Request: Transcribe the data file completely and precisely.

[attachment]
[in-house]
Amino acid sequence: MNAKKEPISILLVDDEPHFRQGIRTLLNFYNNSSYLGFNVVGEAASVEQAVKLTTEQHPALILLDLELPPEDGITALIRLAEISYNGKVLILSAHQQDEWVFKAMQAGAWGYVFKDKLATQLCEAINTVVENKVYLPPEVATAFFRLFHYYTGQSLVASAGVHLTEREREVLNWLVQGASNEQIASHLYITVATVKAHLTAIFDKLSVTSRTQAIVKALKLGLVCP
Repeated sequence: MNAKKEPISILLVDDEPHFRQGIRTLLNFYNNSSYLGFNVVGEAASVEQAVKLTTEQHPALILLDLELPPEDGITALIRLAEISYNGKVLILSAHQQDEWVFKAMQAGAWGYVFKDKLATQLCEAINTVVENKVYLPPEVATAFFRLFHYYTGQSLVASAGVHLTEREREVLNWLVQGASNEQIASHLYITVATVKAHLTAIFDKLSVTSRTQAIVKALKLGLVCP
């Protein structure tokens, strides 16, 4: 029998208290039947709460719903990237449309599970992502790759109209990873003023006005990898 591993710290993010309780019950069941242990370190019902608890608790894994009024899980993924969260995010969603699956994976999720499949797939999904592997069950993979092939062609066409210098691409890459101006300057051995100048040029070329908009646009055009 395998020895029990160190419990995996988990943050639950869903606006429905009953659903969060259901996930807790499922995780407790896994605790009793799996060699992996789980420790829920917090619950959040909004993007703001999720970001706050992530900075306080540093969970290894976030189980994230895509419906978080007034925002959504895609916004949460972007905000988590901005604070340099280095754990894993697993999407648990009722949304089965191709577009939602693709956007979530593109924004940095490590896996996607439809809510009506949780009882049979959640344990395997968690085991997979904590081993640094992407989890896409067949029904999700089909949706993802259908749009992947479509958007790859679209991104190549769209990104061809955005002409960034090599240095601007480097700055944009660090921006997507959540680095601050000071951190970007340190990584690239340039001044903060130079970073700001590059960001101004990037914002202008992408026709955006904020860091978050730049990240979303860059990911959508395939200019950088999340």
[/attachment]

[in-house]
Amino acid sequence: MNAKKEPISILLVDDEPHFRQGIRTLLNFYNNSSYLGFNVVGEAASVEQAVKLTTEQHPALILLDLELPPEDGITALIRLAEISYNGKVLILSAHQQDEWVFKAMQAGAWGYVFKDKLATQLCEAINTVVENKVYLPPEVATAFFRLFHYYTGQSLVASAGVHLTEREREVLNWLVQGASNEQIASHLYITVATVKAHLTAIFDKLSVTSRTQAIVKALKLGLVCP
Repeated sequence: MNAKKEPISILLVDDEPHFRQGIRTLLNFYNNSSYLGFNVVGEAASVEQAVKLTTEQHPALILLDLELPPEDGITALIRLAEISYNGKVLILSAHQQDEWVFKAMQAGAWGYVFKDKLATQLCEAINTVVENKVYLPPEVATAFFRLFHYYTGQSLVASAGVHLTEREREVLNWLVQGASNEQIASHLYITVATVKAHLTAIFDKLSVTSRTQAIVKALKLGLVCP
């Protein structure tokens, strides 16, 4: 029998208290039947709460719903990237449309599970992502790759109209990873003023006005990898 591993710290993010309780019950069941242990370190019902608890608790894994009024899980993924969260995010969603699956994976999720499949797939999904592997069950993979092939062609066409210098691409890459101006300057051995100048040029070329908009646009055009 395998020895029990160190419990995996988990943050639950869903606006429905009953659903969060259901996930807790499922995780407790896994605790009793799996060699992996789980420790829920917090619950959040909004993007703001999720970001706050992530900075306080540093969970290894976030189980994230895509419906978080007034925002959504895609916004949460972007905000988590901005604070340099280095754990894993697993999407648990009722949304089965191709577009939602693709956007979530593109924004940095490590896996996607439809809510009506949780009882049979959640344990395997968690085991997979904590081993640094992407989890896409067949029904999700089909949706993802259908749009992947479509958007790859679209991104190549769209990104061809955005002409960034090599240095601007480097700055944009660090921006997507959540680095601050000071951190970007340190990584690239340039001044903060130079970073700001590059960001101004990037914002202008992408026709955006904020860091978050730049990240979303860059990911959508395939200019950088999340």